But, as I said, things could have been more complicated for Harrett. She could have rented from one of the larger online sites. But regardless of which company Harrett had rented from, refund policies are all over the map.”
Airbnb: a moving refund window
Shortly after the outbreak, Airbnb rolled out a new extenuating circumstances policy. That’s the clause under which you can claim a full refund for your canceled vacation rental per Airbnb’s terms and conditions.
Airbnb said that for reservations made before March 14, guests could choose between a refund or issue travel credit that includes all service fees. As the pandemic worsened, Airbnb extended the dates for its policy, most recently moving them from June 15 to July 31 for refund eligibility.
Neither guests nor hosts were entirely happy. Guests had to prove their circumstances were indeed “extenuating” — usually some written evidence that they couldn’t make their trip. And hosts were forced to offer refunds, losing revenue that they were counting on to pay their bills and mortgages.
By the way, here are Airbnb’s executive contacts just in case you need them.
Vrbo: leaving it to owners
Vrbo’s coronavirus cancellation policy favored owners (see question 7 in the following article).
It asked — but did not require — property owners and managers to offer a full credit for the amount its guests had already paid if they were outside of the cancellation window. Vrbo “strongly” encouraged property owners and managers to issue at least a partial refund for situations in which guests couldn’t accept a credit.
Although this policy worked for many guests — and, obviously, for many owners — we had a fair number of complaints from travelers who faced a total loss of their deposits. I asked Vrbo President Jeff Hurst about its policy in a recent Forbes interview.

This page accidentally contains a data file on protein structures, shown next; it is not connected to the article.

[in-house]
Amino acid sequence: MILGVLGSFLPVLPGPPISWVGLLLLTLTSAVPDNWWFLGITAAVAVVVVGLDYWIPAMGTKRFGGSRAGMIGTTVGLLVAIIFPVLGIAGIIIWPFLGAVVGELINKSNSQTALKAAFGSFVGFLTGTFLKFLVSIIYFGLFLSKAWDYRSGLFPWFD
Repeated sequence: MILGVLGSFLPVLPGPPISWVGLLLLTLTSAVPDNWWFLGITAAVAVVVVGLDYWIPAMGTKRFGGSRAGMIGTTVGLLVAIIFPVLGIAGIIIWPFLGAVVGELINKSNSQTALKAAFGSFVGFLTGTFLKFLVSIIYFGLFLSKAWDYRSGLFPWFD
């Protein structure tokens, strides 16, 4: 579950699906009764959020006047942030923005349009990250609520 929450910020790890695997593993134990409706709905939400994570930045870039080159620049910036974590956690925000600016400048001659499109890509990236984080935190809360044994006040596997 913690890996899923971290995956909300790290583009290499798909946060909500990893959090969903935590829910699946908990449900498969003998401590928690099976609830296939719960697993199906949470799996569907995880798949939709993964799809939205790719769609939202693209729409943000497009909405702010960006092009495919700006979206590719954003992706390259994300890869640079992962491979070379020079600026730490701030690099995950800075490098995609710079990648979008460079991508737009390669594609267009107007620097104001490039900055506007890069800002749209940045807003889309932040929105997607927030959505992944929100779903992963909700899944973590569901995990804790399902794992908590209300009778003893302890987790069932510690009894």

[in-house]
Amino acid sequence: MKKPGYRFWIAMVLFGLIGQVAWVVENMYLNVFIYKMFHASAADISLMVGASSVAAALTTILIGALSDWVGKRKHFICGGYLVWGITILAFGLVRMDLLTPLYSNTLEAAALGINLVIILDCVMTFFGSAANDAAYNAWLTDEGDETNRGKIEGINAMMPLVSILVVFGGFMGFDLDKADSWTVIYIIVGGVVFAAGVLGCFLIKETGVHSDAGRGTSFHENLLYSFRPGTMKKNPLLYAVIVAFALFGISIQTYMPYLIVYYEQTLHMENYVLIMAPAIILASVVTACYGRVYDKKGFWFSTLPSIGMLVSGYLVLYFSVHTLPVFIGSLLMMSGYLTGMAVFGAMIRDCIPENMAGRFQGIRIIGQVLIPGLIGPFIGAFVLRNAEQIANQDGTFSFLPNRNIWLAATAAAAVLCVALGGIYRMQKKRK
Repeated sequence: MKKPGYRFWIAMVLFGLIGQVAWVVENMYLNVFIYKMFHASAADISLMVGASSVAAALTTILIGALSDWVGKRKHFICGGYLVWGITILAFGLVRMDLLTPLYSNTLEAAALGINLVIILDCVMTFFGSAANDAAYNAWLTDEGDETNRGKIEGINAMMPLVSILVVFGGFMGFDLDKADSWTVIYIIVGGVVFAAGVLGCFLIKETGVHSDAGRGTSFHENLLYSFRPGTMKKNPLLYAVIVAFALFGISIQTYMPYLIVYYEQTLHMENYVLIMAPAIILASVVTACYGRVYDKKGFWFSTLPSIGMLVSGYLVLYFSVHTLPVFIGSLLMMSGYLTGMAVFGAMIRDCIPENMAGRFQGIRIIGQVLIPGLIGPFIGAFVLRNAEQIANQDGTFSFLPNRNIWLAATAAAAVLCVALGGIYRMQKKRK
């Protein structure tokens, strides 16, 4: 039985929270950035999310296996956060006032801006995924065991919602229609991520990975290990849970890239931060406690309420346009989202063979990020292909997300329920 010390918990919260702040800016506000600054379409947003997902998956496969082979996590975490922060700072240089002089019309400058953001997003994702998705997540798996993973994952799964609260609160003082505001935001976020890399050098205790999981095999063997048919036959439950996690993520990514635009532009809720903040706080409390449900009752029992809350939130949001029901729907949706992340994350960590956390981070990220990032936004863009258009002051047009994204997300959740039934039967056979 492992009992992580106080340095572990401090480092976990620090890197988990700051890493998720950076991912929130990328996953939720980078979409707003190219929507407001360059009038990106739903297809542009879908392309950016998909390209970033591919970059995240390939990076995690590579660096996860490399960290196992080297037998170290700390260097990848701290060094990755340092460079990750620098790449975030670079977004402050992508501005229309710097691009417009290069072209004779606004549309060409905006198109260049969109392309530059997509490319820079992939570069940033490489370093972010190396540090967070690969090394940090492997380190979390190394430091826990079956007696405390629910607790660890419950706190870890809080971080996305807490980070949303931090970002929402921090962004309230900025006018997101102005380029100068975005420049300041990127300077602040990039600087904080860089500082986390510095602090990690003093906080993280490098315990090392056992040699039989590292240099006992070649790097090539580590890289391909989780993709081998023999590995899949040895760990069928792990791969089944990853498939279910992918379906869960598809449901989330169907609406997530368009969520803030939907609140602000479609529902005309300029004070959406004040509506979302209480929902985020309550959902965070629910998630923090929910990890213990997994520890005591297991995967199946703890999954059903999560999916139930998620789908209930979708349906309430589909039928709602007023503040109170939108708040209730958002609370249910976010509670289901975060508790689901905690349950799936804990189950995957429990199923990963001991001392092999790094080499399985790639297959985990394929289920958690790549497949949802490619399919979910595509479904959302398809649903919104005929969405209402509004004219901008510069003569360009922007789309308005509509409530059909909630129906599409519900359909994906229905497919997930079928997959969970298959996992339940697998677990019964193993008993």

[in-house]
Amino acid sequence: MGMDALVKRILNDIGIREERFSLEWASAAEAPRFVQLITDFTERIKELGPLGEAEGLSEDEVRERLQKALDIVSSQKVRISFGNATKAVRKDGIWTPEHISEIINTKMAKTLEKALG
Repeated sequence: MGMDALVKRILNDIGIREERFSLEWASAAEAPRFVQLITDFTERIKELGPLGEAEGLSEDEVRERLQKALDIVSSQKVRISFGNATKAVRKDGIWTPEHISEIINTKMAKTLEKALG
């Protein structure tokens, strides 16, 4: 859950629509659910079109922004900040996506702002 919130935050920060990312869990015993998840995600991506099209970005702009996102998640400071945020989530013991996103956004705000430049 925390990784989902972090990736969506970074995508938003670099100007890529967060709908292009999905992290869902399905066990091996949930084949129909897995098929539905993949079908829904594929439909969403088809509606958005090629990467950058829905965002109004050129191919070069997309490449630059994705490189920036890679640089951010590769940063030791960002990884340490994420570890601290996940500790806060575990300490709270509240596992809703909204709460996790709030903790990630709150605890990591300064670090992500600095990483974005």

“Our policy was designed to do what was right by everyone involved, including travelers, property managers and the public,” he told me. “Because Vrbo is a two-sided marketplace, for every traveler who has to cancel a getaway because of COVID-19, there’s a small business owner who relies on their cancellation policies to pay their mortgage and employees.”
Our best advice for dealing with a Vrbo refund: Negotiate and, if necessary, escalate. Here are some executive contacts at Vrbo.
But back to Harrett’s case. The contract she’d signed with her vacation rental management company didn’t allow for any refunds. But after the pandemic, the company modified its refund policy and offered her a refund in writing.
My advocacy team thought she’d waited long enough for the company to do what it agreed to do. So our advocate, Dwayne Coward, reached out to Maui Paradise Properties on her behalf. In response, the company sent her a $1,090 refund.
“At this point, I am happy,” she told Dwayne. She had only expected to receive a refund on her taxes and cleaning fees until Maui Paradise Properties offered to refund everything.
We’ll stay on this case until she gets all of her money back, of course.
A few tips on how to get a refund for a canceled vacation rental
Vacation rental cases can get complicated, and refunds take time. Sometimes too much time. But there are a few ways to ensure you’ll get your money back, regardless of the refund policy.
- Read the policy carefully before asking for a refund. Even if the policy doesn’t favor you, knowing what you can — and can’t — ask for is an important starting point. Incidentally, here’s Maui Paradise Properties’ policy.
- Contact the owner directly and politely request a refund. If possible, deal directly with the owner. Owners can figure out the best way to generate a refund. I’ve seen owners and guests work together to secure a refund, particularly when dealing with the major vacation rental companies.
- If necessary, escalate to an executive. There’s almost always someone to whom you can appeal. That includes an executive at one of the vacation rental sites or someone at one of the vacation rental management companies. And, as a last resort, consider filing a credit card dispute.
Bottom line? Yes, you should be able to get a refund for a canceled vacation rental during the COVID-19 outbreak. No one should have to pay for a condo they can’t use. That’s never been more true than now.